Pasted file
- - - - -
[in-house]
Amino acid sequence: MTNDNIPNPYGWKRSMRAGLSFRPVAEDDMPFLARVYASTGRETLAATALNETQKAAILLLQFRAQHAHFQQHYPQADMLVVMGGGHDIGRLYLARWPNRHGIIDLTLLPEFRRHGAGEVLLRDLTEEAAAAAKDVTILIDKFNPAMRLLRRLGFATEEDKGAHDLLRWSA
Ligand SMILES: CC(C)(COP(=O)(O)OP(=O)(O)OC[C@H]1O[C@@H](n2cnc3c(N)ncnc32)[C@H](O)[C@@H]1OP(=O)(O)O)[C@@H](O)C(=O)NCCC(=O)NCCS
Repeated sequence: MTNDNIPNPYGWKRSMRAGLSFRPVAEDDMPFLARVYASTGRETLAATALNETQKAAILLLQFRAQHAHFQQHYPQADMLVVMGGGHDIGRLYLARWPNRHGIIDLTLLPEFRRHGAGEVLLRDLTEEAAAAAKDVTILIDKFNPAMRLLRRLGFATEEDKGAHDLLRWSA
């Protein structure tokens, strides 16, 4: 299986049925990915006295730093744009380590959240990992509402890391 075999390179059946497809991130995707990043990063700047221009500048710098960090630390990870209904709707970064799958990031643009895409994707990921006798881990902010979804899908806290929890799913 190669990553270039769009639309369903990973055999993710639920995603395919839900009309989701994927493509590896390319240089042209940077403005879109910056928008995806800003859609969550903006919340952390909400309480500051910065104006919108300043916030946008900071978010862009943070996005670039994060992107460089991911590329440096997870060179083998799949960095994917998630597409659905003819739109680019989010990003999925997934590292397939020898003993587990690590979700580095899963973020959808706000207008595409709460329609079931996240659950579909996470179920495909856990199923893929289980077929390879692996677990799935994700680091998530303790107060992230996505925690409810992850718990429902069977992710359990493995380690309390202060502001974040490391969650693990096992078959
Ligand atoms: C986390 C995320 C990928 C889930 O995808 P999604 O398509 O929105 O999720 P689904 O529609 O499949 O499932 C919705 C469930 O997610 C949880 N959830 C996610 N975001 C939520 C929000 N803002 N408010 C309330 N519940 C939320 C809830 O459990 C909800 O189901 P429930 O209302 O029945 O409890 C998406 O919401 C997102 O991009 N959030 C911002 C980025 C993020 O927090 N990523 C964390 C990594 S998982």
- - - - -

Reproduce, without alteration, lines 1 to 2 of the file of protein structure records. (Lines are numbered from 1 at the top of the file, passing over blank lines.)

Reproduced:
[in-house]
Amino acid sequence: MTNDNIPNPYGWKRSMRAGLSFRPVAEDDMPFLARVYASTGRETLAATALNETQKAAILLLQFRAQHAHFQQHYPQADMLVVMGGGHDIGRLYLARWPNRHGIIDLTLLPEFRRHGAGEVLLRDLTEEAAAAAKDVTILIDKFNPAMRLLRRLGFATEEDKGAHDLLRWSA